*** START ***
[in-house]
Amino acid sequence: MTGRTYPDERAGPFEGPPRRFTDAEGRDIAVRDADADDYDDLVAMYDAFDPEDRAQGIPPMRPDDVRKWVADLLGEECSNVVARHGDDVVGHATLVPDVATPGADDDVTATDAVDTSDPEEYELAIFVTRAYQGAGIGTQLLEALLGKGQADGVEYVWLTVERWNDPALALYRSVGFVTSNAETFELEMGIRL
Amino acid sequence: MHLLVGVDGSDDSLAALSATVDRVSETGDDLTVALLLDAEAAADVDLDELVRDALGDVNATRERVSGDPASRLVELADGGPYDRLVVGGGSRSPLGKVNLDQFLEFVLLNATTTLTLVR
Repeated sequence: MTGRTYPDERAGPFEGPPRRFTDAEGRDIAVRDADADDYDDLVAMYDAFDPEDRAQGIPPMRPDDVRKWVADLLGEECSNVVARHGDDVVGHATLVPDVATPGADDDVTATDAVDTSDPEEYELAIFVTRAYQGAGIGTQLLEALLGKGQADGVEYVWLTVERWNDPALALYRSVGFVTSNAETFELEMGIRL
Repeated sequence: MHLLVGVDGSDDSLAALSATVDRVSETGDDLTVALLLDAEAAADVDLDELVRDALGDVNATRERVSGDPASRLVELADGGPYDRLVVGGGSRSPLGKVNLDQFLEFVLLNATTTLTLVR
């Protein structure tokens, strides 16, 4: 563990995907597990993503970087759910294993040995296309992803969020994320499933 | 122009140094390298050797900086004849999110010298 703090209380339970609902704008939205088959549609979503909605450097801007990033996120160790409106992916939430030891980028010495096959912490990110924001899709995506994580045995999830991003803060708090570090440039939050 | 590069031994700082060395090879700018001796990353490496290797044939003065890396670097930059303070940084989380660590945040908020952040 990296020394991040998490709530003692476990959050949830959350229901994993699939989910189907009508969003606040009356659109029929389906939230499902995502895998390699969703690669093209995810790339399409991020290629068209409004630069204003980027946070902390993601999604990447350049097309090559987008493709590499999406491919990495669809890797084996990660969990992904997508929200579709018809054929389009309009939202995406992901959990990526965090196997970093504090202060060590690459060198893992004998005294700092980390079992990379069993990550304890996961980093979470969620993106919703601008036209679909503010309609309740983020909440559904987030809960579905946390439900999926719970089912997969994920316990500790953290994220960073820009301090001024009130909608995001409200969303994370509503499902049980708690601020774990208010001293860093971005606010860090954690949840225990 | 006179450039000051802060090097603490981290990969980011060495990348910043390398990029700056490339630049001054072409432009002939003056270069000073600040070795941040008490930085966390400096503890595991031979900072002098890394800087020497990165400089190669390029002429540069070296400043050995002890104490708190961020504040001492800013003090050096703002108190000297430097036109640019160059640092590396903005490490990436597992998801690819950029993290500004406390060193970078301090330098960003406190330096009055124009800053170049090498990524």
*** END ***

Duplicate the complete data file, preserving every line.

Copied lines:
[in-house]
Amino acid sequence: MTGRTYPDERAGPFEGPPRRFTDAEGRDIAVRDADADDYDDLVAMYDAFDPEDRAQGIPPMRPDDVRKWVADLLGEECSNVVARHGDDVVGHATLVPDVATPGADDDVTATDAVDTSDPEEYELAIFVTRAYQGAGIGTQLLEALLGKGQADGVEYVWLTVERWNDPALALYRSVGFVTSNAETFELEMGIRL
Amino acid sequence: MHLLVGVDGSDDSLAALSATVDRVSETGDDLTVALLLDAEAAADVDLDELVRDALGDVNATRERVSGDPASRLVELADGGPYDRLVVGGGSRSPLGKVNLDQFLEFVLLNATTTLTLVR
Repeated sequence: MTGRTYPDERAGPFEGPPRRFTDAEGRDIAVRDADADDYDDLVAMYDAFDPEDRAQGIPPMRPDDVRKWVADLLGEECSNVVARHGDDVVGHATLVPDVATPGADDDVTATDAVDTSDPEEYELAIFVTRAYQGAGIGTQLLEALLGKGQADGVEYVWLTVERWNDPALALYRSVGFVTSNAETFELEMGIRL
Repeated sequence: MHLLVGVDGSDDSLAALSATVDRVSETGDDLTVALLLDAEAAADVDLDELVRDALGDVNATRERVSGDPASRLVELADGGPYDRLVVGGGSRSPLGKVNLDQFLEFVLLNATTTLTLVR
């Protein structure tokens, strides 16, 4: 563990995907597990993503970087759910294993040995296309992803969020994320499933 | 122009140094390298050797900086004849999110010298 703090209380339970609902704008939205088959549609979503909605450097801007990033996120160790409106992916939430030891980028010495096959912490990110924001899709995506994580045995999830991003803060708090570090440039939050 | 590069031994700082060395090879700018001796990353490496290797044939003065890396670097930059303070940084989380660590945040908020952040 990296020394991040998490709530003692476990959050949830959350229901994993699939989910189907009508969003606040009356659109029929389906939230499902995502895998390699969703690669093209995810790339399409991020290629068209409004630069204003980027946070902390993601999604990447350049097309090559987008493709590499999406491919990495669809890797084996990660969990992904997508929200579709018809054929389009309009939202995406992901959990990526965090196997970093504090202060060590690459060198893992004998005294700092980390079992990379069993990550304890996961980093979470969620993106919703601008036209679909503010309609309740983020909440559904987030809960579905946390439900999926719970089912997969994920316990500790953290994220960073820009301090001024009130909608995001409200969303994370509503499902049980708690601020774990208010001293860093971005606010860090954690949840225990 | 006179450039000051802060090097603490981290990969980011060495990348910043390398990029700056490339630049001054072409432009002939003056270069000073600040070795941040008490930085966390400096503890595991031979900072002098890394800087020497990165400089190669390029002429540069070296400043050995002890104490708190961020504040001492800013003090050096703002108190000297430097036109640019160059640092590396903005490490990436597992998801690819950029993290500004406390060193970078301090330098960003406190330096009055124009800053170049090498990524």